JOE VALENTINE Birmingham City Manager BUDGET CONCERNS The fiscal impacts expected from the onset of the COVID-19 pandemic are both immediate and longer-term. As we look back to the initial Declaration of State of Emergency on March 10, 2020 and subsequent Stay Home, Stay Safe orders by the governor’s office, the city of Birmingham has seen reductions in permit fee revenue of roughly 50 percent in March and 90 percent in April. Parking enforcement in downtown Birmingham was suspended on March 17th to incentivize patronage of our local businesses prior to the Stay Home, Stay Safe order being issued. The reduction in monthly parking fees is approximately $500,000 from the parking fund. In addition, the shutdown of the state has reduced public movement so traffic violations are reduced but cost impacts are not available as the processing of violations by the court are limited at this time. In the longer term it is difficult to predict what impact the COVID-19 environment will have on revenue sources such as state shared revenues. In prior years, the city would receive roughly $4 million in state revenue sharing, but we won’t know the effects on these revenues until May or June when we start to see actual receipts for March and April coming in. The state has not yet announced what cities can expect for the rest of the fiscal year and for planning purposes, we are anticipating roughly $600,000 less. Even longer term, cities will potentially be faced with lower revenues from property taxes if recessionary trends continue. Fortunately, Birmingham is positioned well with solid reserves of roughly $14 million in its unassigned general fund fund balance. While discussions in Washington are ongoing in regard to a fourth stimulus package that would include federal funds directed towards local units of government, it is uncertain whether such funds would come directly to municipalities or be routed through state or county programs which typically limit what is received. POTENTIAL SERVICE CUTBACKS The current actions taken to respond to the COVID-19 pandemic under a national and state Declaration of Emergency over the past month have not caused significant service impacts due to increased costs or loss of revenue. However, the duration and scale of further state orders will determine the impacts to our services and operations in the months to come. As we look ahead to determine the level of economic fallout from shutting down our state for almost two months and the recessionary effects this may bring, the reality of lesser tax, permit and fee revenues along with needed unplanned expenditures will be monitored as we assess the longer term impacts to the organization attributed to this public health crisis. One area we are focusing on is the implementation of additional technologies to allow for more online service delivery that will limit the need for the public to physically come to municipal facilities to conduct business. At the present time, we have not had to layoff any employees as most employees are deemed essential given the city of Birmingham’s rare position as a Public Act 390 community, which means it runs its own emergency operation program under the state’s emergency management act. As a result, employees not normally classified as essential have been reassigned to serve in other capacities supporting critical functions such as staffing our COVID-19 call center. Looking forward, however, the length and extent of the restrictions we are directed to operate under, while assessing the economic impacts this will have on our tax and related revenue sources, will drive decisions affecting our future staffing levels.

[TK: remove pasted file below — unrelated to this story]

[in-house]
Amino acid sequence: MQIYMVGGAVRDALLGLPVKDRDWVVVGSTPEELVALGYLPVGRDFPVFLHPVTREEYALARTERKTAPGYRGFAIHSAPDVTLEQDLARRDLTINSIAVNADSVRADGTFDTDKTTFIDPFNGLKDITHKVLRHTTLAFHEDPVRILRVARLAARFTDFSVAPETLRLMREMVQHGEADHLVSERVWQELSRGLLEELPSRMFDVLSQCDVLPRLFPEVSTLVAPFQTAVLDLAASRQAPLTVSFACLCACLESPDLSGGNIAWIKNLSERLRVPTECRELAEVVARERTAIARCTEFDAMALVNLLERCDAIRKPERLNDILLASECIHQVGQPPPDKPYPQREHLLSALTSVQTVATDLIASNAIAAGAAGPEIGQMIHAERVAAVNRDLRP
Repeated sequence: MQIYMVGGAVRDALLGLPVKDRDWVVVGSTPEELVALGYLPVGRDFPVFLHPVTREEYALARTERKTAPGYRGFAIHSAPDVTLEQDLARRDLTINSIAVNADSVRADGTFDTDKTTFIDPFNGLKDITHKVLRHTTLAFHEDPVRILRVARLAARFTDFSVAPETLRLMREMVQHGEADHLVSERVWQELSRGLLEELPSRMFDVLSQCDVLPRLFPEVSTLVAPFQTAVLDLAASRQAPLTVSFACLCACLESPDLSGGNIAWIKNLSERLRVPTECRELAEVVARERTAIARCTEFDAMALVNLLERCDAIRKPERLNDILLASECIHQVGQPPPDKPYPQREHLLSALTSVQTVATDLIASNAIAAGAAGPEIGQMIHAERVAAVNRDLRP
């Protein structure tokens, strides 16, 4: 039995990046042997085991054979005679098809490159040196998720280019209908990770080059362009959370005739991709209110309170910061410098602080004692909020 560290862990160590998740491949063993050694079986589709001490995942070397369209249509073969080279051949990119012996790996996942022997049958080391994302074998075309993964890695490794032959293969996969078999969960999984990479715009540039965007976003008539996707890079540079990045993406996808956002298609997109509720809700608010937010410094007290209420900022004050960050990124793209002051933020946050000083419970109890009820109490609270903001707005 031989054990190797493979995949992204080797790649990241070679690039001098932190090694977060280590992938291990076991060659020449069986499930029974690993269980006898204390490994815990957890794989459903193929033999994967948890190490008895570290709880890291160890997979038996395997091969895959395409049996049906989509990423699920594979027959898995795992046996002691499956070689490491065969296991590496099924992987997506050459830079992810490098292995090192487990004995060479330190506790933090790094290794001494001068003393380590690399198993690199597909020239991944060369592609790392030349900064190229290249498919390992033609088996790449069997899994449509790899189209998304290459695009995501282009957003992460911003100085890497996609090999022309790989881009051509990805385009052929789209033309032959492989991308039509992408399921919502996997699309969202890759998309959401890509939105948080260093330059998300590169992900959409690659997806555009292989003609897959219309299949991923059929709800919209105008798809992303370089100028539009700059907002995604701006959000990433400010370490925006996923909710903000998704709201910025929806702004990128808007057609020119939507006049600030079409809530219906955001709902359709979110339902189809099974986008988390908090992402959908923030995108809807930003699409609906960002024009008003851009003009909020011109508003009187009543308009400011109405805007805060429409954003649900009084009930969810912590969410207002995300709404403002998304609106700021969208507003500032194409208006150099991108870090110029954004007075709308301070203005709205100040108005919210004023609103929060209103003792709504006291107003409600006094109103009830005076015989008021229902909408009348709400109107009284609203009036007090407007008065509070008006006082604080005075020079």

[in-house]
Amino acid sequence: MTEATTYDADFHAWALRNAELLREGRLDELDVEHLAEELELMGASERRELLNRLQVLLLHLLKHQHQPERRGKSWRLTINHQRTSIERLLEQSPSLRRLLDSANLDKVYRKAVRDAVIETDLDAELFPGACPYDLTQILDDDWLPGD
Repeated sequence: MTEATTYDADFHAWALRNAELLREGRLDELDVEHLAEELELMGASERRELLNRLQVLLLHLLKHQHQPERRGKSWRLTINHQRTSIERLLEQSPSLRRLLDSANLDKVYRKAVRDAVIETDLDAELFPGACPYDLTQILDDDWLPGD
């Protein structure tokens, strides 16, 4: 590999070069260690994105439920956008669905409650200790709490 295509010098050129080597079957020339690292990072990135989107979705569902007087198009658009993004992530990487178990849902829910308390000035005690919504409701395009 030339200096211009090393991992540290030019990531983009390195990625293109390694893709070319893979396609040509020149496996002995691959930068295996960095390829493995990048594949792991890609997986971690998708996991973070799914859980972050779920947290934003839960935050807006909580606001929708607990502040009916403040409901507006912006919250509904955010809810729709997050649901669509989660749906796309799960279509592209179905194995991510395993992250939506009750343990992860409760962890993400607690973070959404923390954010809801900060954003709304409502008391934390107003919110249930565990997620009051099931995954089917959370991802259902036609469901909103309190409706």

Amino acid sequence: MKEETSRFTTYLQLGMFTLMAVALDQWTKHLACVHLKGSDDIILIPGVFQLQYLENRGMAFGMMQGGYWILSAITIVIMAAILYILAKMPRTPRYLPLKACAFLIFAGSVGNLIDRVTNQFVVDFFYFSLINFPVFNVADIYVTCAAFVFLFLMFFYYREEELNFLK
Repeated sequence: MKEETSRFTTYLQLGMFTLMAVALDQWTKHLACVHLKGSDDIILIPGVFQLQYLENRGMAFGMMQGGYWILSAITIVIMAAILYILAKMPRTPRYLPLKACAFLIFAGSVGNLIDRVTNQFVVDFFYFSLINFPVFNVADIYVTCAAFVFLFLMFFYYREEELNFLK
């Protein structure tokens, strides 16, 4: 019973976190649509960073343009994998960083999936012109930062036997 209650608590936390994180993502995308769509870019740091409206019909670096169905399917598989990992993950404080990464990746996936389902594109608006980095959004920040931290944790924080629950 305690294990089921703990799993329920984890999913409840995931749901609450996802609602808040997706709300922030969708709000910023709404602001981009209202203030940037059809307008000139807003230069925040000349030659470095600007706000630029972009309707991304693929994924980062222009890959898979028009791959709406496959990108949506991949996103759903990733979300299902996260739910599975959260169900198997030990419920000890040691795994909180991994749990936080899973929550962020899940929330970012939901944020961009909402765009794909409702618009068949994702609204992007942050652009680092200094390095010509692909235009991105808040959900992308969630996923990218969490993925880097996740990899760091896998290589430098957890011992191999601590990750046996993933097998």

PUBLIC SAFETY Overall calls for police assistance have remained consistent with normal call volumes. However, the types of calls have changed with reports of contractors working on projects in opposition to the governor’s orders and social distancing violation complaints accounting for a majority. Paramedic runs have seen an uptick from normal run volumes and fire runs remain low. Calls to our dispatch center have been primarily reports of contractors working on projects in opposition to the Governor’s orders and social distancing. To assist our citizenry with COVID-19 related questions, the city started a COVID-19 Hotline on March 23rd to have a dedicated call center to address COVID-19 related questions and requests. This number is 248.530.1805 and is available for Birmingham residents Monday through Friday from 8 a.m. to 5 p.m. The call center has been taking about 10 calls per day. The calls have primarily focused on questions related to the governor’s executive orders. There have also been requests for assistance in locating provisions such as baby formula and some residents have called just to say “thank you.” HAZARD PAY The concept of hazard pay was initiated by the Oakland County Sheriff’s Department based on existing labor provisions they had for their deputies. Subsequently, this concept had expanded throughout the state by other jurisdictions with the presumption these costs would be covered under reimbursable expenses attributed to a state of emergency. The Federal Emergency Management Agency (FEMA) has recently clarified their position on this and stated that federal funding for such programs as hazard pay would only be made if such policies existed pre-disaster, which is not the case for most communities in our state. There is no question, the occupations our first responders and public service employees fulfill are demanding and dangerous. The compensation they receive is governed by collective bargaining agreements for these positions. Before the city can commit to paying one-and-half times more for existing services knowing there is no federal reimbursement, we really need to understand the duration of this pandemic. Without knowing this, we are essentially writing a blank check for an undetermined amount of time when we expect to receive less revenues in the coming year. The city of Birmingham has supported our first responders in direct ways such as adhering to federal, state, and county protocols to ensure a safe workplace, and by providing an extra city funded COVID-related employee leave bank, which is in addition to any pre-existing employee leave. Also, the city has applied the provisions of the federal Families First Coronavirus Response Act (FFCRA), which specifically exempts emergency responders from coverage. This benefit guarantees that our first responders have access to emergency paid sick leave and expanded family leave benefits, when and if needed. The city has hired one full-time paramedic and two temporary emergency medical technicians in order to put a third ambulance in service for the community. We have also procured and assembled COVID-19 care packages consisting of face masks, Tylenol, hand sanitizer and informational resources that can be left with our patients that may exhibit COVID-19 symptoms but are not permitted to be transported to area hospitals based on current protocols. CHANGES AT MUNICIPAL BUILDINGS The reopening of the state is something that will be stipulated by the Governor’s Office based on the data involving COVID-19 progression or recession of cases by May 29. At the present time it is unclear the extent to which access to public and private facilities will be allowed and what required health protocols will be. What is clear is that no current vaccine exists and a second wave of the outbreak is still very possible in the months to come. With that fact, city offices will remain closed until it is safe to interact in shared spaces in compliance with state orders. In anticipation of reopening, city offices are being outfitted with acrylic safety shields at open counters to protect both the public and our employees until the pandemic is under control. Additionally, the city has purchased new equipment that will allow for “fogging” of municipal buildings daily to supplement our increased cleaning regiments of sanitizing touch points within our buildings. MUNICIPAL MEETINGS The ability to participate in virtual meetings was provided by Executive Order 2020-15 on March 18th and extended by Executive Order 2020-48 on April 14th. Currently the ability to conduct virtual meetings is provided up to May 12th under these orders. Unless the State provides further authority to conduct virtual meetings past May 12th, the Michigan Open Meetings Act will again govern public meetings within this State and this Act does not currently allow for virtual meetings. ELECTIONS Voting regulations in Michigan are governed by the Secretary of State’s office through the Bureau of Elections. The Oakland County Clerk’s Association have questioned the ability for a vote by mail requirement and are awaiting direction from the state.